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Literary Openings, Gadgets and News in Nigeria | Duketundesblog: POWER OF PHOTOGRAPHY: Images that shook and changed world opinions

Friday, 4 September 2015

POWER OF PHOTOGRAPHY: Images that shook and changed world opinions

This are just a few of the the images that shook, touched and helped changed the World's opinion...
The photograph taken by Nilufer Demir of a Turkish police officer carrying the lifeless body of Aylan Kurdi on a beach near the Turkish resort of Bodrum has become the catalyst for action as Europe's migrant and refugee crisis deepens. Nilufer Demir, a photographer from Turkish news agency Dogan, told broadcaster CNN Turk: "When I realised there was nothing to do to bring that boy back to life I thought I had to take his picture...to show the tragedy." She added, "I hope the impact this photo has created will help bring a solution."

1989 Tiananmen Square protest by Jeff Widener
The Chinese government sent tanks to brutally kill hundreds of workers, students and children in a crackdown on the protest at Tiananmen Square. A man stood bravely in protest in front of the tanks. As TIME magazine reported it, he "revived the world's image of courage". It is when history disguises itself as allegory that the camera writes it best."

The Falling Man is a photograph taken by Associated Press photographer Richard Drew of a man falling from the North Tower of the World Trade Center during the September 11 attacks in New York City in 2001. The subject of the image, whose identity remains uncertain, was one of the people trapped on the upper floors of the skyscraper who jumped to escape the fire and smoke.

South African photojournalist Kevin Carter was the recipient of a Pulitzer Prize for his photographs depicting the famine in Sudan. In March 1993, while on a trip to Sudan, Carter was preparing to photograph a starving toddler trying to reach a feeding centre when a hooded vulture landed nearby. Carter committed suicide three months after winning the Pulitzer Prize.

Pictures of torture at Abu Ghraib prison
A series of "trophy" images famously revealed by the United States Army Criminal Investigation Command in 2004, exposed abuse and humiliation of Iraqi inmates by a group of US soldiers.

1972 Kim Phuc in a napalm attack in South Vietnam by Nick Ut
Nick Ut's photograph of five children running in terror from an accidental napalm attack was widely published around the world, and crystallised in people's mind's the grim injustices of the Vietnam war. The war was heavily reported on and historians believe that images, particularly this one, had a huge impact at home, resulting in violent anti-war protests, a world-wide campaign for peace, and even contributing to the end of the war.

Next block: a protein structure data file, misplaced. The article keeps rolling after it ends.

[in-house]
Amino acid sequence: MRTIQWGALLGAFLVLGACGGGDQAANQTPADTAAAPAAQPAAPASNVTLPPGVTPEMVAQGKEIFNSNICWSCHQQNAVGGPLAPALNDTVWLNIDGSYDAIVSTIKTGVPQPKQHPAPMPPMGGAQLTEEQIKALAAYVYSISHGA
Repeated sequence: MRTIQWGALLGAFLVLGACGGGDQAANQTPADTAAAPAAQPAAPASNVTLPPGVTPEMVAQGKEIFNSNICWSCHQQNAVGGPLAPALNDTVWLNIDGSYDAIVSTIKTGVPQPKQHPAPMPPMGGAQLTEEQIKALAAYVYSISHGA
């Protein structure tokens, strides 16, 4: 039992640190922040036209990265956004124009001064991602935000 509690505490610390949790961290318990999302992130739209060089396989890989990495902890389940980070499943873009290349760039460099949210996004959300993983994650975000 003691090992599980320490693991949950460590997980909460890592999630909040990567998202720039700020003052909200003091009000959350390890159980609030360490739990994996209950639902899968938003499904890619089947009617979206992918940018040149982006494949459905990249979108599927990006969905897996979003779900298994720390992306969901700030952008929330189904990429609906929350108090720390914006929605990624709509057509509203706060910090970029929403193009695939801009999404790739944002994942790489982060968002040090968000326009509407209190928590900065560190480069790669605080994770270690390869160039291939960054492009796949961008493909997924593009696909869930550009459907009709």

1936 Loyalist Militiaman at the Moment of Death by Robert Capa
This picture caused a stir when it was published in French magazine Vu, and, it has been argued, even helped strengthen the Republican cause. Some regarded it as a symbol of anti-Fascism, others as a more universal anti-war statement. Either way, the political implications of photography were fast being realised. Since the 1970s, there have been doubts about its authenticity due to its location, the identity of its subject, and the discovery of staged photographs taken at the same time and place.

1961 Hans Conrad Schumann jumping into West Berlin by Peter Leibing
Capturing the moment of a soldier risking his life to escape from the communist Eastern Block by leaping over the barbed wire, this picture summed up the desperation of the Cold War.

1855 Valley of the Shadow of Death by Roger Fenton
Fenton is widely regarded as the first war photographer. Unable to take pictures of battle, due to the necessary exposure time needed to create a photograph in the 1850s, Fenton arranged cannon balls across a barren landscape. This metaphorical and eerily empty image demonstrated that the photograph could be as thoughtful and affecting as a poem, even on the battlefield.

This photo taken in 1930 shows the lynching of two young black men, Thomas Shipp and Abe Smith, who were beaten and hung from a tree in the courthouse square in Marion, Indiana. The two men were rounded up by police following the fatal shooting of a white man. Local photographer Lawrence Beitler took what would become one of the most iconic photographs in the struggle for civil rights in the US. The photograph also helped inspire the poem and song "Strange Fruit" written by Abel Meeropol — and performed by Billie Holiday.

1945 Nagasaki, taken by the U.S. Air Force
Proof of man's ability to wreak destruction on a vast scale; the image of the mushroom cloud, captured here as 80,000 people were killed in one blow, is imprinted on the collective imagination.

Photograph taken by Dorothea Lange when working for the Farm Security Administration (FSA) as part of Roosevelt's New Deal. The FSA produced some of the most remarkable social documentary photographs of the 20th century in their attempt to produce an encyclopaedic record of American life between 1935 and 1944, employing such photographers as Dorothea Lange, Jack Delano and Ben Shahn.     

Source: The Telegraph

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